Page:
Symptoms of Pulmonary Fibrosis
Shortness of breath and a dry, hacking cough that does not go away are the most common pulmonary fibrosis symptoms. As the disease progresses, other symptoms that may occur include loss of appetite, fatigue, and discomfort in the chest. In severe cases, symptoms can be significantly worse and may include congestive heart failure, respiratory failure, and strokes.
Pulmonary fibrosis is the term used to describe scarring and thickening that happens to lung tissue. It can be caused by many different medical conditions (see Causes of Pulmonary Fibrosis) and can cause a variety of symptoms.
The exact symptoms a person experiences with pulmonary fibrosis can vary. Also, the severity of symptoms does not necessarily reflect the damage that has already occurred in the lungs. In fact, it is common to already have significant lung damage before symptoms begin.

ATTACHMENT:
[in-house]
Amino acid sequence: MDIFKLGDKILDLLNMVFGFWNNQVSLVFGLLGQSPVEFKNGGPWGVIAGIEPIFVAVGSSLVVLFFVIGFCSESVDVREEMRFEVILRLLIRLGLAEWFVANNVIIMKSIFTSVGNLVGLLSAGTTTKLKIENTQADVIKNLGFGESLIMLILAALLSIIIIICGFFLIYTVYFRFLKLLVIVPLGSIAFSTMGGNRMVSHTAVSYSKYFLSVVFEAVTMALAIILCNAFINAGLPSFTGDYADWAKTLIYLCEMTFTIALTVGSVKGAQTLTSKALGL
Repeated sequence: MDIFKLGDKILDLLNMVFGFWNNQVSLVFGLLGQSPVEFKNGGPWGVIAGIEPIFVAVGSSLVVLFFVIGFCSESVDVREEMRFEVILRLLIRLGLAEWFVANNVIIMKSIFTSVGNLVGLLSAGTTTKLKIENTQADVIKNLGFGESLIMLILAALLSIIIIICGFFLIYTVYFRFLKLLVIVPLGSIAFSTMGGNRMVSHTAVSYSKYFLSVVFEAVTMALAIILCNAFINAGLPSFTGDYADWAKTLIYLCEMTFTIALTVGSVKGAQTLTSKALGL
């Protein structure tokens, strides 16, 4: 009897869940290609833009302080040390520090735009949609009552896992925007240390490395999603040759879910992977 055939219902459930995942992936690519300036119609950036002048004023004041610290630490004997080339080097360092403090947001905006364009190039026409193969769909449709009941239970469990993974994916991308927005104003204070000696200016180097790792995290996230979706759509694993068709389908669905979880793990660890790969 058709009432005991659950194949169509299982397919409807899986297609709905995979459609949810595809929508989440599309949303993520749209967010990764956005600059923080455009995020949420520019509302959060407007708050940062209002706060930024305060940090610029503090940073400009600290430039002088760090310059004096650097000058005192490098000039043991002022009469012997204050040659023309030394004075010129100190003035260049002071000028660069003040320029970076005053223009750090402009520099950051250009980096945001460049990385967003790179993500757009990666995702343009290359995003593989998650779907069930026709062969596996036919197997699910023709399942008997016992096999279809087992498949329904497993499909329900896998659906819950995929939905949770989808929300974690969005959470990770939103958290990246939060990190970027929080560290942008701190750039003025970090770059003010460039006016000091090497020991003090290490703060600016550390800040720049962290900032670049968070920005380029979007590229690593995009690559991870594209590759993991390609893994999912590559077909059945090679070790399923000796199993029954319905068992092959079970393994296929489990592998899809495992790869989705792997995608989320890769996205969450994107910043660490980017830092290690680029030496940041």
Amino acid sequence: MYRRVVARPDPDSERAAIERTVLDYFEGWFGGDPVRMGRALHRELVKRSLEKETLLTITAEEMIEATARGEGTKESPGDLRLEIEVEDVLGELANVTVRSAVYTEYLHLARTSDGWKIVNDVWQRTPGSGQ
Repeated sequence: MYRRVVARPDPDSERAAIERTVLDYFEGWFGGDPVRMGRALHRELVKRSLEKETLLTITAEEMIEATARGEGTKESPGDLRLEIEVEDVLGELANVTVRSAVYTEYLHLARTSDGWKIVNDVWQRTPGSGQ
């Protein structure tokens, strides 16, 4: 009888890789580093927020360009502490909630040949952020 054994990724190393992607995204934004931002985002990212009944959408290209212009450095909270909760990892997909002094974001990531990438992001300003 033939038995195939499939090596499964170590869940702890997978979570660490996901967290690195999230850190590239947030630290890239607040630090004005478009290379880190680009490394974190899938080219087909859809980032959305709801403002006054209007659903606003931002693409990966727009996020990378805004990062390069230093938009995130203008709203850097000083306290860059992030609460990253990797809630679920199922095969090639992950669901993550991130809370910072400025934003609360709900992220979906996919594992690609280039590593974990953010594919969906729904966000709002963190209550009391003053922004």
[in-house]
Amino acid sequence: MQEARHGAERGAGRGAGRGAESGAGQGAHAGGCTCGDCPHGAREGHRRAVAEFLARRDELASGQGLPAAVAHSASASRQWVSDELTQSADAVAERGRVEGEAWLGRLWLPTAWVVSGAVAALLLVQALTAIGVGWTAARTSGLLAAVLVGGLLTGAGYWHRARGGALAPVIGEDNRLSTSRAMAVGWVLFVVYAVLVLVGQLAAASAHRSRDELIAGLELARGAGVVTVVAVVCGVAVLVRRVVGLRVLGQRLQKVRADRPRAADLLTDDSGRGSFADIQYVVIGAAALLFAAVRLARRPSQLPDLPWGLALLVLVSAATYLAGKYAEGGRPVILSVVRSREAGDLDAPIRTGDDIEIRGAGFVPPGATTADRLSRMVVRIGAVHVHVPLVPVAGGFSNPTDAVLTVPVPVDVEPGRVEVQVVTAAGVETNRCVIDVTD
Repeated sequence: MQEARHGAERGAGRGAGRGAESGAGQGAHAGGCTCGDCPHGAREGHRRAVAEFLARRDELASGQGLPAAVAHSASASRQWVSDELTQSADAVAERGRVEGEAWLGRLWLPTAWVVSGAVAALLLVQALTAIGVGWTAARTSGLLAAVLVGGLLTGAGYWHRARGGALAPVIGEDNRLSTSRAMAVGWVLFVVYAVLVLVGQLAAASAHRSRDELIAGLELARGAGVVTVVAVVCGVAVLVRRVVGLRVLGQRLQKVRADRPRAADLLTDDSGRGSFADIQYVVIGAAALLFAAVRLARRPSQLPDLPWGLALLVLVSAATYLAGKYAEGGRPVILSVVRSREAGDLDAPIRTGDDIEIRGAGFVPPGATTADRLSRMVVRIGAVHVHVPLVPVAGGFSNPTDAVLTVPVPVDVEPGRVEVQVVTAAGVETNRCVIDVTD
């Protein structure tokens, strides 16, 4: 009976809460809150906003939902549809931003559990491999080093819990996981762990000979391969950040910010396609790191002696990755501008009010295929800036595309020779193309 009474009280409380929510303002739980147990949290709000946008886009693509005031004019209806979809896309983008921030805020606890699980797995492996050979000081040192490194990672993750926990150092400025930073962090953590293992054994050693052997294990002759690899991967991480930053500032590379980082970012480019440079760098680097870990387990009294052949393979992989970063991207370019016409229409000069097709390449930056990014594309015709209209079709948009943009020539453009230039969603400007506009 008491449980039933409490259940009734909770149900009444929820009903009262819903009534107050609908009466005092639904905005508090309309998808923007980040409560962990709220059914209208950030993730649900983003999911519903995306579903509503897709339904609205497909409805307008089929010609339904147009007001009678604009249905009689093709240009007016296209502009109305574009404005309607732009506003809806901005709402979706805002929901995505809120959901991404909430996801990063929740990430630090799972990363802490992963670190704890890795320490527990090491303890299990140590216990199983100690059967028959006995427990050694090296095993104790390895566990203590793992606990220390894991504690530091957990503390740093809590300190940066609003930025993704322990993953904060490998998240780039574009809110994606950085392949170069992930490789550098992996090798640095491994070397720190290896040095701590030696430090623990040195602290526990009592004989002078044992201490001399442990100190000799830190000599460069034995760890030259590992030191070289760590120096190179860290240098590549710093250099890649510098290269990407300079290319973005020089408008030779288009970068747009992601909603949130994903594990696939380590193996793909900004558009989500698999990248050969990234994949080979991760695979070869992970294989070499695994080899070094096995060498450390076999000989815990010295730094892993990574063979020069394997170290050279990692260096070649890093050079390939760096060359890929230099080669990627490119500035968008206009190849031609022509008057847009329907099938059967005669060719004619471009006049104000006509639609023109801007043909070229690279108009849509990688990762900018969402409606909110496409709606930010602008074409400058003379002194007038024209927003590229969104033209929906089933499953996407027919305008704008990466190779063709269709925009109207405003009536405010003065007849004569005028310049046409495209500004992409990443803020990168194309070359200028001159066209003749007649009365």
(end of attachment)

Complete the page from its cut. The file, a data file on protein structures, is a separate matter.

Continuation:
The most common signs and symptoms of pulmonary fibrosis include:
- Shortness of breath. This is more common with exercise early on, but as the fibrosis worsens, it may occur at rest and/or during sleep.
- A chronic, dry, hacking cough that does not respond to cold medicines.
As pulmonary fibrosis worsens, other symptoms that may occur include:
- Discomfort in the chest
- Loss of appetite
- A general ill feeling (malaise)
- Weight loss
- Joint or muscle aches
- Clubbing (a build-up of tissue at the end of the fingers or toes).
With severe pulmonary fibrosis, complications may develop, such as congestive heart failure, pulmonary hypertension (high blood pressure), strokes, blood clots in the lungs (pulmonary embolism), and respiratory failure.